A known carcinogen, 1,3-butadiene (BD) is linked to automobile exhaust, forest fires, cigarette smoke and industrial exposure. During the metabolism of BD, cytochrome P450 isozymes activate the compound to yield three epoxide metabolites, including 3,4-epoxy-1-butene (EB). These epoxides mediate BD’s carcinogenic and mutagenic activity by forming covalent nucleobase adducts that trigger DNA polymerase errors. Reliable quantification protocols for the sensitive, specific detection of in vivo BD-DNA adducts could enable clinicians to assess human cancer risk.
One BD-DNA adduct, EB-GII (N-7-(1-hydroxy-3-buten-2-yl) guanine), which forms when EB reacts with the N7-position of guanine, can serve as a mechanism-based biomarker for BD exposure. To this end, Sangaraju et al. applied nano-liquid chromatography with electrospray ionization coupled to high-resolution tandem mass spectrometry (nanoLC/ESI+ HRMS3) for the quantification of EB-GII adducts in vivo.1
To do this, the team spiked extracted DNA with an isotopically labeled internal standard and released the EB-GII adducts from the DNA backbone by neutral thermal hydrolysis. After filtering, they subjected the product to off-line purification and enrichment before LC-MS on an LTQ Orbitrap Velos hybrid ion trap-Orbitrap mass spectrometer (Thermo Scientific). The researchers note that the high-resolution capabilities of the instrumentation were imperative to reduce matrix noise and attain detection at even sub-ppm levels with complex samples.
Sangaraju et al. verified the method using blank human buffy coat DNA (150 μg) spiked with EB-GII (0.2–10 fmol) and internal standard (3 fmol), with excellent results for accuracy and precision. In terms of sensitivity, they calculated the limits of detection and quantitation to be 0.05 fmol analyte in 150 μg DNA (0.1 adducts/109 nucleotides) and 0.2 fmol analyte in 150 μg DNA (0.4 adducts/109 nucleotides).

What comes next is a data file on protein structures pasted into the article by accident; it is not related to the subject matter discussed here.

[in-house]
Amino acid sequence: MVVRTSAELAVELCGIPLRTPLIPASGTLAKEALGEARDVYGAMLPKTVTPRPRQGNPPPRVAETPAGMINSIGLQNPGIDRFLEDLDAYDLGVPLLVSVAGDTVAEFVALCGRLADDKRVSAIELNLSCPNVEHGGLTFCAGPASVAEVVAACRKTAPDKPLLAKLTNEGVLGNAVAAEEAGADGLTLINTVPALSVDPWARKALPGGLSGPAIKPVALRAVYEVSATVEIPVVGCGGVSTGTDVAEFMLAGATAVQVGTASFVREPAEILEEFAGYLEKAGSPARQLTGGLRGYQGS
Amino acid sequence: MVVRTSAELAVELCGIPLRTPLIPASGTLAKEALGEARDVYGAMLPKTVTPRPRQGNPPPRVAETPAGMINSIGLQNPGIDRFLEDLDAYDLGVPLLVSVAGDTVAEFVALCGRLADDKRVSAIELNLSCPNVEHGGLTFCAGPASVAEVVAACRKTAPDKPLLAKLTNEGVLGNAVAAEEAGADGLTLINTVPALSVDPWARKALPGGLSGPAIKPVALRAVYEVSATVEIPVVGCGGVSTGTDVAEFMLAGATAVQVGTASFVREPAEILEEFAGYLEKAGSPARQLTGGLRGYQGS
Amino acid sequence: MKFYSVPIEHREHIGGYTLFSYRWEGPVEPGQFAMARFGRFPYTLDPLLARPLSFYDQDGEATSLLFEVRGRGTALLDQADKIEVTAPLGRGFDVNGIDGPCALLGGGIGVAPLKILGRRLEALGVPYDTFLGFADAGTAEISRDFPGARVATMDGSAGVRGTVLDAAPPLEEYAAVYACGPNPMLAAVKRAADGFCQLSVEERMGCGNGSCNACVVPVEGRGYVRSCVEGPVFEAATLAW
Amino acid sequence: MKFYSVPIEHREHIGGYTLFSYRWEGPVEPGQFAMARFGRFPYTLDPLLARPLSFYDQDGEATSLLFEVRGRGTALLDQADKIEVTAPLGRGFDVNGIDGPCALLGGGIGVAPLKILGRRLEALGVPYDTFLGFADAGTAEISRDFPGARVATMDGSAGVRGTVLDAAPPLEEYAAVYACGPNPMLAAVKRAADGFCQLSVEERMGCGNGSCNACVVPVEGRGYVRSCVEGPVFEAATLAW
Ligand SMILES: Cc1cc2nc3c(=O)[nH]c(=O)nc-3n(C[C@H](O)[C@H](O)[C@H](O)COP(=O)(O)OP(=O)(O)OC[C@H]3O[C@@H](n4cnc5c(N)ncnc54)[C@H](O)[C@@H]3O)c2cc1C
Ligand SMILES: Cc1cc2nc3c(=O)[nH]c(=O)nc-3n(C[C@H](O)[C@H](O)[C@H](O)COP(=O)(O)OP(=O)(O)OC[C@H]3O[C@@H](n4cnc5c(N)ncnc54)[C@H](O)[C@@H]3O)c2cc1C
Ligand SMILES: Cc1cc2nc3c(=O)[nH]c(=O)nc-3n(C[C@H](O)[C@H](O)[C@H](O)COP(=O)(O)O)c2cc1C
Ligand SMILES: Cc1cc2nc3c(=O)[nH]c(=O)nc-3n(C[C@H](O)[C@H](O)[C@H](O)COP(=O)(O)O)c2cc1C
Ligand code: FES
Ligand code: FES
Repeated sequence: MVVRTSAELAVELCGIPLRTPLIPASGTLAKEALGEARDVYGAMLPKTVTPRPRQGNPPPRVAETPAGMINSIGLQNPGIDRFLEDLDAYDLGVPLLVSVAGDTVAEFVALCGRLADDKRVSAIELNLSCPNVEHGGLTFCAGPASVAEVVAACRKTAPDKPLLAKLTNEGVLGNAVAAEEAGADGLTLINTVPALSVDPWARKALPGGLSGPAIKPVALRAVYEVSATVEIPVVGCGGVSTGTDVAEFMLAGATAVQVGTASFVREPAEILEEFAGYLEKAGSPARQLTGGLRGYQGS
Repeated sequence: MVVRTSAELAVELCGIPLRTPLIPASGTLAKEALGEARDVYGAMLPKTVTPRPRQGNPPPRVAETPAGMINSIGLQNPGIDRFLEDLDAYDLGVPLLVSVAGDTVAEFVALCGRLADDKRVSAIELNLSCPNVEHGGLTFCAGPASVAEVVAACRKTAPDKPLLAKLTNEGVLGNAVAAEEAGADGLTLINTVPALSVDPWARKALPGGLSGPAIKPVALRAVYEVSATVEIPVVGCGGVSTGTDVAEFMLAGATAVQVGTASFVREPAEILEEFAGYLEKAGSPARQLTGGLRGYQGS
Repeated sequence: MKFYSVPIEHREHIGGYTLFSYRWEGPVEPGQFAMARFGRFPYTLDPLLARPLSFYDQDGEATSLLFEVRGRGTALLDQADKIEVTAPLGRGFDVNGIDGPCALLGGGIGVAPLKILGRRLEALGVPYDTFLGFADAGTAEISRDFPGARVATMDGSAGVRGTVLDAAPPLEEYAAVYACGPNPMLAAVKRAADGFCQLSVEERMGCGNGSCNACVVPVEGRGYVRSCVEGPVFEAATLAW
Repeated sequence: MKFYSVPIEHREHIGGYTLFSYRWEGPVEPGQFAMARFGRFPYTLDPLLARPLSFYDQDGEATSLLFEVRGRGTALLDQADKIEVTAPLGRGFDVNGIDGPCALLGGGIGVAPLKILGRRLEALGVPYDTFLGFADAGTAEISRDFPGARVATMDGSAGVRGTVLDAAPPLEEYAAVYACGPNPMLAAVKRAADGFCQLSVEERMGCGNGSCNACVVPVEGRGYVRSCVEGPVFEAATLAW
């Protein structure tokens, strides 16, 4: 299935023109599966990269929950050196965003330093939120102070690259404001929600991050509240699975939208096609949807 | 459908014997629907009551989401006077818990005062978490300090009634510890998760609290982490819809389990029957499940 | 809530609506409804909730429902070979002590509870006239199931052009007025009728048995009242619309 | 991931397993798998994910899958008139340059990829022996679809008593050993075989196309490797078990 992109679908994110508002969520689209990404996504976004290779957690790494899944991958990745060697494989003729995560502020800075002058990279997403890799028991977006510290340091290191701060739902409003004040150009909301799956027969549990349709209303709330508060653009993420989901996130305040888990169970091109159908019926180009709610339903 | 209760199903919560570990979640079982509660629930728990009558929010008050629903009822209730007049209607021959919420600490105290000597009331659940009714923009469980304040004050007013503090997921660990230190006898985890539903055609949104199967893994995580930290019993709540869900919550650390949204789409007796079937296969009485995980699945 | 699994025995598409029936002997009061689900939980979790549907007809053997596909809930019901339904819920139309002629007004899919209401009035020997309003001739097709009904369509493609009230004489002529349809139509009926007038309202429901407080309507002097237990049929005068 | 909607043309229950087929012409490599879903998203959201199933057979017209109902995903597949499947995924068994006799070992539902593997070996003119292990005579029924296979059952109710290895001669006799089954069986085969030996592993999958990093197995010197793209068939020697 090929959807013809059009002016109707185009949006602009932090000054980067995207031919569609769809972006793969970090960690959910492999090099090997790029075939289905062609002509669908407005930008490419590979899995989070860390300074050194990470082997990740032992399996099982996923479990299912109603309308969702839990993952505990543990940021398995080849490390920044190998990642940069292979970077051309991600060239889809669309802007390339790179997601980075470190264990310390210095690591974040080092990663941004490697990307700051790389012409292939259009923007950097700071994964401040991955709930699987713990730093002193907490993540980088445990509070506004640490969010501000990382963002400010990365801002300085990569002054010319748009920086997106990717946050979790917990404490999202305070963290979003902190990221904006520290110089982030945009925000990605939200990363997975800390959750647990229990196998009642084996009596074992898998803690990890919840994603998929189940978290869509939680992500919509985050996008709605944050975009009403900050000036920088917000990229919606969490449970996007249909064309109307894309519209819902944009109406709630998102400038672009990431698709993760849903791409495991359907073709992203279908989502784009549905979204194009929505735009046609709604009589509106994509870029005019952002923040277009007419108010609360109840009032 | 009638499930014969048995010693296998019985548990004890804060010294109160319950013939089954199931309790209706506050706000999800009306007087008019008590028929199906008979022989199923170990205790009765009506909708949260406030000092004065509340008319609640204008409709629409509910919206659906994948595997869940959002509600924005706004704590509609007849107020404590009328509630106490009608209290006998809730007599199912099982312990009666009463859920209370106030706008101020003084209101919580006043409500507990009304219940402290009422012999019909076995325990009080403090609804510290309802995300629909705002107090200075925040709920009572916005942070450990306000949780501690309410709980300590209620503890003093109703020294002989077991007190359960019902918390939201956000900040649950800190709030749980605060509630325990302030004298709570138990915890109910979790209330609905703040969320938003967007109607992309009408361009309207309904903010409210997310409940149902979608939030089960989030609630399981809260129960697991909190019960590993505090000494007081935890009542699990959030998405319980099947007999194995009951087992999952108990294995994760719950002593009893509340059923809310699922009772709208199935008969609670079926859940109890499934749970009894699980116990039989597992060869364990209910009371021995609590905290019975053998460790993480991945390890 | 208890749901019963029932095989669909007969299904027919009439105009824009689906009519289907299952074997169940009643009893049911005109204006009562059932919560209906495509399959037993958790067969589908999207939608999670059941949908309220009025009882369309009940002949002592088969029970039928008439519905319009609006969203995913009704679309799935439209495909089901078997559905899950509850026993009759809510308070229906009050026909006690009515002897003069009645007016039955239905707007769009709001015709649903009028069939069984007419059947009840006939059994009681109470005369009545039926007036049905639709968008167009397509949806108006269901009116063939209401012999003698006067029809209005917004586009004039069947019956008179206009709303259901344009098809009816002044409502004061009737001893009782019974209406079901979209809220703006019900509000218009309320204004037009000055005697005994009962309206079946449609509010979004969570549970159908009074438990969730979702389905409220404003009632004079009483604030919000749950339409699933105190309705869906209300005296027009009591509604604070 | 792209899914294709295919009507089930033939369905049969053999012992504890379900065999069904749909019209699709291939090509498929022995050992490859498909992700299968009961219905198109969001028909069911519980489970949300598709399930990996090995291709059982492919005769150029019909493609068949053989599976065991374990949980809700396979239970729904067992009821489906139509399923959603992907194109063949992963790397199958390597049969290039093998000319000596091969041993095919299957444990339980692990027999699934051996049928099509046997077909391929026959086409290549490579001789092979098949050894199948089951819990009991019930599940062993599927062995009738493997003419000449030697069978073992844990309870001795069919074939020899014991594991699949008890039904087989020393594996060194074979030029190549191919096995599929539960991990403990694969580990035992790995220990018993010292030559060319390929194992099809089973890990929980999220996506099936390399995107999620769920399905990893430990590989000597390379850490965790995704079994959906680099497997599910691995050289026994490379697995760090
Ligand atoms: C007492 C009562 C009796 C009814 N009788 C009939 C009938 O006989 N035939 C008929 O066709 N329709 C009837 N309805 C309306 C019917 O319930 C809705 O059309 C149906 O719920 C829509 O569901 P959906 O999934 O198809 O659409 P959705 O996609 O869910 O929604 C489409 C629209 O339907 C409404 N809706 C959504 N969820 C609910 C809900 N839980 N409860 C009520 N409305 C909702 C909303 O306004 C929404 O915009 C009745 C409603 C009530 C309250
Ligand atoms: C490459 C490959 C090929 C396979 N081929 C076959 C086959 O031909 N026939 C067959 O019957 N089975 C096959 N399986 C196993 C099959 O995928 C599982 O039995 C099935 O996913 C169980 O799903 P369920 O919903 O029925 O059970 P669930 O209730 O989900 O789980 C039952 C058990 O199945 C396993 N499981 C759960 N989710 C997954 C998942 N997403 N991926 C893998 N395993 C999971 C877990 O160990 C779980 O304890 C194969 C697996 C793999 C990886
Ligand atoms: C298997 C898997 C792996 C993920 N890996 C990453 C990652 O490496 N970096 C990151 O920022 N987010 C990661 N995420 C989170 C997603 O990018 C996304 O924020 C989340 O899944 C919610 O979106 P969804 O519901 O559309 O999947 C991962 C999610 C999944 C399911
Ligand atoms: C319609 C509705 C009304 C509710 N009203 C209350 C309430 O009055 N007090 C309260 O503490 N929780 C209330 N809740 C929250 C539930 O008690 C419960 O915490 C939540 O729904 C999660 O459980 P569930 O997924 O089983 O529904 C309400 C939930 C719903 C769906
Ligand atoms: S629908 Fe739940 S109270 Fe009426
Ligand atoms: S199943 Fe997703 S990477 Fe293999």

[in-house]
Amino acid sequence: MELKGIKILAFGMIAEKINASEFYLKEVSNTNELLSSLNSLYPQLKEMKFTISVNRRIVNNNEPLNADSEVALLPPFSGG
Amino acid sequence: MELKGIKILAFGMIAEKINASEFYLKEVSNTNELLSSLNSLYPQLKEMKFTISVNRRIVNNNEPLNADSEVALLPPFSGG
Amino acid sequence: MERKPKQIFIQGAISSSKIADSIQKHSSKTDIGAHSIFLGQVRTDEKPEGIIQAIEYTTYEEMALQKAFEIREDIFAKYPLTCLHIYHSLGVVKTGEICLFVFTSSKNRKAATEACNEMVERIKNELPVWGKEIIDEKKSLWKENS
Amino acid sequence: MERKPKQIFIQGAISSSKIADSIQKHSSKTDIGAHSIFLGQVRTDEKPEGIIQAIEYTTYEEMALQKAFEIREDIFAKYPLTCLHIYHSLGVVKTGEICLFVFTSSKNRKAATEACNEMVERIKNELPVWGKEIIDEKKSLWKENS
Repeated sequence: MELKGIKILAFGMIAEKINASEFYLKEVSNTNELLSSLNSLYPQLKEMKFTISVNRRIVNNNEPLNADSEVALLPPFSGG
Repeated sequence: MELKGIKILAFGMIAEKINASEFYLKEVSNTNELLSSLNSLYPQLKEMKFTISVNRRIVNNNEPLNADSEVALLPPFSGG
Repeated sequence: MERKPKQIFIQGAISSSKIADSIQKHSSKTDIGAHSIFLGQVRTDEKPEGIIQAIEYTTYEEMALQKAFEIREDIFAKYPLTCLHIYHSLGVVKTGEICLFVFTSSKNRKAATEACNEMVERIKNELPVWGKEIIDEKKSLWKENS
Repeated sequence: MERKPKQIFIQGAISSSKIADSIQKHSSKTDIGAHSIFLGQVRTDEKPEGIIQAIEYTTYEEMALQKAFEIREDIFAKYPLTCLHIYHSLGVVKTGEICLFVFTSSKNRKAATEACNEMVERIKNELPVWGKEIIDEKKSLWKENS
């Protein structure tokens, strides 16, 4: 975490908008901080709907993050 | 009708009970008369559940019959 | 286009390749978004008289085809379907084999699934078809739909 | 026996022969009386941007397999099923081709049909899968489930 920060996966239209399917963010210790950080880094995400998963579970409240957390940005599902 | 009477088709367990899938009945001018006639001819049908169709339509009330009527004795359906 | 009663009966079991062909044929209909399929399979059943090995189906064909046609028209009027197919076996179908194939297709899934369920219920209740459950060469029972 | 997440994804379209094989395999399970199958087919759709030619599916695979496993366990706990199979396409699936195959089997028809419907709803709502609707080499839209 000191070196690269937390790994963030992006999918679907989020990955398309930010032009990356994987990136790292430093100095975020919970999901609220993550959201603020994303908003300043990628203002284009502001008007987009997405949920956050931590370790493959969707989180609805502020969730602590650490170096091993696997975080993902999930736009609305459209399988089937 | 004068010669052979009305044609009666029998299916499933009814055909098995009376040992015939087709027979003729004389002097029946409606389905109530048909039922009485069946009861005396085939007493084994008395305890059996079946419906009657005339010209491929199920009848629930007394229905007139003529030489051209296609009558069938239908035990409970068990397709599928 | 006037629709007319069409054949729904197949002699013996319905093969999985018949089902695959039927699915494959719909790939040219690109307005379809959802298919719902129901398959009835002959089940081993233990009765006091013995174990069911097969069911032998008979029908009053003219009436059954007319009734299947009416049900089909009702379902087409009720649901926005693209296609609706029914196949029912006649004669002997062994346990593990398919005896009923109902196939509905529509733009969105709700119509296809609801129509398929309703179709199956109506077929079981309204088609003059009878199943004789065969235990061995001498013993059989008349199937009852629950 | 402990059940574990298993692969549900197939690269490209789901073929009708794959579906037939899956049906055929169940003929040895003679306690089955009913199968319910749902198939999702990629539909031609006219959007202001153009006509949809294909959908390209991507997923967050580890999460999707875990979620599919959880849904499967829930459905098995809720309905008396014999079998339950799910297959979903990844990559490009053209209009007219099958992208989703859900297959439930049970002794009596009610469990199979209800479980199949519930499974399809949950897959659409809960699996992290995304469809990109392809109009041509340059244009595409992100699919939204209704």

To evaluate the applicability of the protocol, the team used three sample types. First, they quantified EB-GII adducts in human fibrosarcoma (HT1080) cells treated with increasing concentrations of EB (0.5–10 μm). They report an adduct concentration range of 1.15±0.23 to 10.11±0.45 adducts/108 nucleotides for the samples.
Next, the researchers turned to rat liver tissue extracted from specimens exposed to low levels of BD via inhalation. At three levels of exposure (0.5 ppm, 1.0 ppm and 1.5 ppm), the recorded adduct concentration increased in a dose-dependent way: 0.17±0.05 adducts/108 nucleotides, 0.33±0.08 adducts/108 nucleotides, and 0.50±0.04 adducts/108 nucleotides, respectively.
Again using DNA extracted from rat liver tissue, the method described in this study and first-order kinetics analysis revealed the half-life of EB-GII adducts at 1,250 ppm BD exposure level: 2.20±0.12 days. Interestingly, this value is significantly shorter than the previously reported half-life of a structural analog (N7-THBG adducts, t1/2=3.6–4.0 days).
Finally, Sangaraju et al. evaluated the method’s applicability to human samples using blood leukocyte DNA drawn from volunteer smokers who had experienced routine exposure to relatively high concentrations of BD (8.5–48.2 μg/cigarette). They report successful detection of EB-GII adducts in human DNA at levels below the limit of quantitation. The team notes that future development of a nanoLC/ESI+ HRMS3 protocol for the quantification of EB-GII adducts in human urine would address the problem of small sample size, but that this would require additional cleanup before analysis.
Overall, the team presents the method reported here as a sensitive and accurate approach for the quantification of trace levels of EB-GII adducts, mimicking occupational exposure. They posit that the protocol has potential for cancer risk assessment, with both research and clinical applications.
1. Sangaraju, D., et al. (2014, May) “NanoLC/ESI+ HRMS3 Quantitation of DNA Adducts Induced by 1,3-Butadiene,” Journal of the American Society for Mass Spectrometry, doi: 10.1007/s13361-014-0916-x [e-pub before print].
Post Author: Melissa J. Mayer. Melissa is a freelance writer who specializes in science journalism. She possesses passion for and experience in the fields of proteomics, cellular/molecular biology, microbiology, biochemistry, and immunology. Melissa is also bilingual (Spanish) and holds a teaching certificate with a biology endorsement.